Though the security situation has improved in Russia's turbulent North Caucasus, which for years has been plagued by almost daily battles between police and Islamic insurgents, the reduced number of fatalities seen in 2014 may just be the calm before the storm, analysts said Tuesday.
"This may be the end of the Caucasus Emirate [a militant jihadist organization], but that doesn't please me. Because I know that instead of them, someone else will come along to fill that void, maybe the Islamic State, maybe some other group that's even worse," said Grigory Shvedov, a human rights activist and the editor of news site Kavkazky Uzel, speaking at a seminar on the North Caucasus insurgency in Moscow.
Since 2007, the Caucasus Emirate has waged a series of suicide bombings and fatal attacks in Russia in a bid to establish a caliphate in the North Caucasus. But the group's influence and its capacity to launch large-scale attacks is believed to have declined significantly in the past year.
In all regions of the North Caucasus except for Chechnya, the overall number of injuries and fatalities plunged in 2014, according to data compiled by Kavkazky Uzel, which monitors the situation in the North Caucasus and provides daily and annual reports. In 2014, there were 525 victims of the conflict — compared to 986 a year earlier.
Yet Shvedov warned that the figures were deceptive.
"Despite the substantial reduction in the number of fatalities and the successes of Russian law enforcement, we believe that what is more important is the nature of the conflict … and that hasn't changed," Shvedov said, noting that security services had continued to exercise a heavy hand, especially in Chechnya.
Chechnya was singled out in the report as the only region where the number of victims grew in 2014. Fifty-two people were killed in Chechnya in 2014, and another 65 were injured, according to the report. Those figures represent a 15.8 percent increase over 2013, when 39 people were killed and 62 were injured.
The surge can largely be attributed to a Dec. 4 terrorist attack on Grozny, which saw 14 policemen killed and dozens injured after militants seized the city's main printing facility in a guerrilla-style attack.
The Caucasus Emirate claimed responsibility for the attack.
Chechen leader Ramzan Kadyrov responded by publicly calling for the relatives of suspected militants to be expelled from the republic and their homes to be burned down, a remark which activists say triggered nearly a dozen arson attacks.
"Chechnya has become a trend starter; they created a new trend … and we can see that fear works there," Shvedov said, nothing that Kadyrov's harsh methods threaten to spread to other regions in the North Caucasus.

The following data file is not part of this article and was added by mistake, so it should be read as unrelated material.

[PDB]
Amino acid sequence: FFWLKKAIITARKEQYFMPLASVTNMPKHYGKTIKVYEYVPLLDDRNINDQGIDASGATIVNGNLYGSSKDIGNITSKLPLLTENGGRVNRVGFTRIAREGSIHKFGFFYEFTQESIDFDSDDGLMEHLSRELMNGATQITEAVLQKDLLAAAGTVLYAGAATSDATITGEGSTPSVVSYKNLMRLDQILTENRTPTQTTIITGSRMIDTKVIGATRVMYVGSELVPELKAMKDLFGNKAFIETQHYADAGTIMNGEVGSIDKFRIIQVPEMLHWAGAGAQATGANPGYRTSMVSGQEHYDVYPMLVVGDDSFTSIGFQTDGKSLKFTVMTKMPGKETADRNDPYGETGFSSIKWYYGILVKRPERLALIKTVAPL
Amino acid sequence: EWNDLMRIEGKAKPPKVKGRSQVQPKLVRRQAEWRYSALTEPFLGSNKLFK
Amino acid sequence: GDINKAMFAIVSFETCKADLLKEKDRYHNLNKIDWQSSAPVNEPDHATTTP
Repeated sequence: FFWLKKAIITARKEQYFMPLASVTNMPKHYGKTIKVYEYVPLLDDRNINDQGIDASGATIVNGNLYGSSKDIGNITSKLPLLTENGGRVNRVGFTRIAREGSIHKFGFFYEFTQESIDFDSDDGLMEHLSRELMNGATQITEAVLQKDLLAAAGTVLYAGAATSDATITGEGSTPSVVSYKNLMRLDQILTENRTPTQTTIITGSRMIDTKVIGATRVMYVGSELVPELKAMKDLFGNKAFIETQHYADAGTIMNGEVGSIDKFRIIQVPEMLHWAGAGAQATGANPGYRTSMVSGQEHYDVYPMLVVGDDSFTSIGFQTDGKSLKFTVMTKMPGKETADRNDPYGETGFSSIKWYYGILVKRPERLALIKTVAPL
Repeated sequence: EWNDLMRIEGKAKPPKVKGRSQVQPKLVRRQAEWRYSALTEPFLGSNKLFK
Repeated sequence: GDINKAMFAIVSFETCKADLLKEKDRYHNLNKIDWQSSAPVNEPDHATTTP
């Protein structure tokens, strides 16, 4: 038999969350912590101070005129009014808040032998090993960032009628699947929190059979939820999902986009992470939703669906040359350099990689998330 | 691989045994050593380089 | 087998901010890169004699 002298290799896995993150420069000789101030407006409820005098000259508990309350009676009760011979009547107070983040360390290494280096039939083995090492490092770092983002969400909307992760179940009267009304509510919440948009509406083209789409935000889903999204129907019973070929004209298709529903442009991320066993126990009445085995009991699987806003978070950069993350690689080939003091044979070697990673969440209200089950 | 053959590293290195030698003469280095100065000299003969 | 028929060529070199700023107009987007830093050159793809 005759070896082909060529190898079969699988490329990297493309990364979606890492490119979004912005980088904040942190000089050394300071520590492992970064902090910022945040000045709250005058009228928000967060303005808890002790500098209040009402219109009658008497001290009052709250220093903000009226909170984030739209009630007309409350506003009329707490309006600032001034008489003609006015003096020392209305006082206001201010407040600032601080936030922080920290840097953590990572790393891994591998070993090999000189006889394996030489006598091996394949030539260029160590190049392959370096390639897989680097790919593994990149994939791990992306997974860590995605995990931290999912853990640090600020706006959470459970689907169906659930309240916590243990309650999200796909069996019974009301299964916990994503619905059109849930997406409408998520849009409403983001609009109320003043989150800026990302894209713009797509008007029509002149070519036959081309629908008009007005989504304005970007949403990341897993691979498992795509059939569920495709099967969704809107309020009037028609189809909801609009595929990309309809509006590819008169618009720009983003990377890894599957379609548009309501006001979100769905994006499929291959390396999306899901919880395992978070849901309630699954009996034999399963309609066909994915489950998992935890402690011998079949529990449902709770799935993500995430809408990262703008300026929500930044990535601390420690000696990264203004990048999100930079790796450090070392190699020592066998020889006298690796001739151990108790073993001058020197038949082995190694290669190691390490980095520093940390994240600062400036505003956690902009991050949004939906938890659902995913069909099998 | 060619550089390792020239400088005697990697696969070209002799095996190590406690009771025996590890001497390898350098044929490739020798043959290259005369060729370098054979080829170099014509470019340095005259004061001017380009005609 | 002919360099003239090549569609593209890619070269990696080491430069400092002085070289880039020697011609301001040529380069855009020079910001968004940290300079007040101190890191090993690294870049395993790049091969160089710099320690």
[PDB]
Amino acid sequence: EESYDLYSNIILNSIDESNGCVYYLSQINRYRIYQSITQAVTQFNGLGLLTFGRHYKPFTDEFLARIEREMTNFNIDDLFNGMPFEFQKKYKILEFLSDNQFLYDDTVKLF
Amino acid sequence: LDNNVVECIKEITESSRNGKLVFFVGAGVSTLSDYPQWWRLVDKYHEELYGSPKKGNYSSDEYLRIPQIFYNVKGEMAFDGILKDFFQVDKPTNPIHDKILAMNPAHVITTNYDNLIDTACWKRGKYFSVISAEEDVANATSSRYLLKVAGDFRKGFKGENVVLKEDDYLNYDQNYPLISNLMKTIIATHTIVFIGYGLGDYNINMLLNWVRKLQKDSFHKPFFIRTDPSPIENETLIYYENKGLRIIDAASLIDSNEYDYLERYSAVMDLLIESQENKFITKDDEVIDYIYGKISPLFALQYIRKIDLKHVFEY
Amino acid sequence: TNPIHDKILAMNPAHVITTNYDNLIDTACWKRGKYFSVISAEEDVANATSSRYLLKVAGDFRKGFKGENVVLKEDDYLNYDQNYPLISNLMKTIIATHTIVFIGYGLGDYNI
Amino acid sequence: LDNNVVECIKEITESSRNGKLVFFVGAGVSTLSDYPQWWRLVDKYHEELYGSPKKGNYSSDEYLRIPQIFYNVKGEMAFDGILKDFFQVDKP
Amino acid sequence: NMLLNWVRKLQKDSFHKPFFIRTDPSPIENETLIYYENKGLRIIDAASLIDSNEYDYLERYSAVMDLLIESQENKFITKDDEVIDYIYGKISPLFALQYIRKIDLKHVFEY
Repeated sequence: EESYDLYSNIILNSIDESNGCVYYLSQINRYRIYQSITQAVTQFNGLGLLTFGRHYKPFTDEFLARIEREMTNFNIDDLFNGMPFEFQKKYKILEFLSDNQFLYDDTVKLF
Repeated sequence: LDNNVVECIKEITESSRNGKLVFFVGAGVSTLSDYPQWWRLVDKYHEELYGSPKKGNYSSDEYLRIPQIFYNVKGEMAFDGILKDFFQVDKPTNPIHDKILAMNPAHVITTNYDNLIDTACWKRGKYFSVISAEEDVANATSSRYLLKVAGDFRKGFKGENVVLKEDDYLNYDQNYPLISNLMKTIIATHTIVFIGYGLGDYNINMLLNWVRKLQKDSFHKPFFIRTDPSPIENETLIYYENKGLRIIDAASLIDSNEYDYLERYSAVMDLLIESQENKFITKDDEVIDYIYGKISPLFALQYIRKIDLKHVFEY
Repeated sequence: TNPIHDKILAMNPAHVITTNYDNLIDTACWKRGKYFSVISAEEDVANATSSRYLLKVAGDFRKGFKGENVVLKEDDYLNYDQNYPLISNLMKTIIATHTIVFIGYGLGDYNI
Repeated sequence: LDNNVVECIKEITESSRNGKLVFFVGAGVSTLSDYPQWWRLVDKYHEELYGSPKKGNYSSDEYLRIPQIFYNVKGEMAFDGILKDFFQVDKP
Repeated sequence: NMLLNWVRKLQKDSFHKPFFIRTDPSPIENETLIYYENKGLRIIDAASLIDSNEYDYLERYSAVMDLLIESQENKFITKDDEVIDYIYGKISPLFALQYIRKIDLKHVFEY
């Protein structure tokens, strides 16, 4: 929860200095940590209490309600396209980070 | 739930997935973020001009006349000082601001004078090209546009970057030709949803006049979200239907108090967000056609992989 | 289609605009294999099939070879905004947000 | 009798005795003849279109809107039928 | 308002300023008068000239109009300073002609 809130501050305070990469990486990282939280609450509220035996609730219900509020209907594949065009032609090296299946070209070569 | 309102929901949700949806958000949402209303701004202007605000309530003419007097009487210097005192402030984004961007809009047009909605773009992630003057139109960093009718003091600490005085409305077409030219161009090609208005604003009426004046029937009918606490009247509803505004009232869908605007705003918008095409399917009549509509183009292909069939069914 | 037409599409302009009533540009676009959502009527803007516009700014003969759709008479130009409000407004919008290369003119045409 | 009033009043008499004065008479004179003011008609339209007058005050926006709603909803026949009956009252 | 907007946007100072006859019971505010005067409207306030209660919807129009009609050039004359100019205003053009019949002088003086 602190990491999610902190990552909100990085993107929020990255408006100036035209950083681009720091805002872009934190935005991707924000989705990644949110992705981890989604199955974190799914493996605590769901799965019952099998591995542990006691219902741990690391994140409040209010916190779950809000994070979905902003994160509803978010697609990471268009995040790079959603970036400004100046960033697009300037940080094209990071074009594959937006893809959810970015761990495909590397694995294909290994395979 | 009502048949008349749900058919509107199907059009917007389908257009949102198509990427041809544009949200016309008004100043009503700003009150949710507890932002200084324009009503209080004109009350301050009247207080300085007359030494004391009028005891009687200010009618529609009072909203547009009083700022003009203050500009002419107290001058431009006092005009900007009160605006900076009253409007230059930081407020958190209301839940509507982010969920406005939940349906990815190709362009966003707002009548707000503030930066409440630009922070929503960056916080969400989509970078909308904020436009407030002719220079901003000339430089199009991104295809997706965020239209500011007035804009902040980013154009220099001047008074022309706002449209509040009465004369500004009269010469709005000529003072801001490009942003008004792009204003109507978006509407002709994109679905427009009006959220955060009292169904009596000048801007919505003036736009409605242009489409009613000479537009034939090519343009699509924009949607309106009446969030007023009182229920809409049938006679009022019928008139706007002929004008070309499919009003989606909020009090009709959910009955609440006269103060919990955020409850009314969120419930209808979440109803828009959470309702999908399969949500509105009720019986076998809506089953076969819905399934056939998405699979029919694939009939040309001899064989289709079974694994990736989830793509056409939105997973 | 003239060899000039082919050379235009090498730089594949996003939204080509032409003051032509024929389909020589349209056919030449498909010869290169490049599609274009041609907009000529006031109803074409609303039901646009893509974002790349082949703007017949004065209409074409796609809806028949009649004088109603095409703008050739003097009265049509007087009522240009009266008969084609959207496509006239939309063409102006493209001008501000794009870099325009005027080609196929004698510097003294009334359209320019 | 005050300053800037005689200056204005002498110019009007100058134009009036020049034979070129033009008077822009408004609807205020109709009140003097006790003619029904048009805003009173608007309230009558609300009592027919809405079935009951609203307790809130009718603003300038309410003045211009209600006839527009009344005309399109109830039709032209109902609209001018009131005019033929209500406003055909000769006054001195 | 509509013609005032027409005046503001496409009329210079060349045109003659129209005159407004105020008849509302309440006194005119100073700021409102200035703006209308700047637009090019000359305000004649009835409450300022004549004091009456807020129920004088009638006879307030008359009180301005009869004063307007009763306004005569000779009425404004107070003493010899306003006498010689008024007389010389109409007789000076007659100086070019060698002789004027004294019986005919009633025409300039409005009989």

Alexei Malashenko of the Carnegie Moscow Center said the atmosphere of fear that Kadyrov has fostered could backfire in the long run.
"The Chechen people haven't forgotten the things Kadyrov has done. And in that sense, it will be interesting to see how the grandchildren and children of insurgents in Chechnya today will behave down the line," Malashenko said.
The deteriorating economic situation could also push more young men to join the insurgency, he said, noting that layoffs across the country could send many natives of the North Caucasus back home, where they may have an equally hard time finding work.
"If the economic crisis will continue at this pace, it will hit the Caucasus really hard. And then these guys might end up doing a lot of bad things," Malashenko said.
Both Shvedov and Malashenko agreed that the decreased activity of the insurgency didn't mean an end to the conflict, but rather a transition period before another militant group emerges.
"The fact that some leaders of the Caucasus Emirate in Dagestan have pledged loyalty to the IS shows not only that the Caucasus Emirate has been weakened, but that there is room for another group to take over," Shvedov said, adding that men returning from Syria could easily fill that void.
"We know of about 115-120 cases of men [who've come back from Syria] and faced criminal charges. But these are just the ones who were caught. … The police aren't aware of all of those returning, I don't think," Shvedov said.
Georgi Engelhardt, an independent expert on the North Caucasus insurgency, told The Moscow Times that the decreased activity of insurgents in 2014 had likely stemmed from the authorities' crackdown ahead of the Olympics.
"The surge in activity by law enforcement ahead of the Olympics drove dozens of jihadist field commanders out of action, as well as many more ordinary militants," Engelhardt said, adding that the conflict in Syria had also drained the North Caucasus insurgency of manpower.
Yet all three experts agreed that not only could the return of fighters from Syria reinvigorate the region's underground insurgency, it could also thrust a new militant group into the spotlight.
The atmosphere of fear perpetuated by Kadyrov's tactics, the economic recession and the return of fighters from Syria could prove to be the perfect storm for the next generation of young men in the North Caucasus, Shvedov said.
"They will become the new leaders, they will come to the foreground and they may organize new bombings, … and from this group of people we may see a new insurgent leader in the North Caucasus," he said.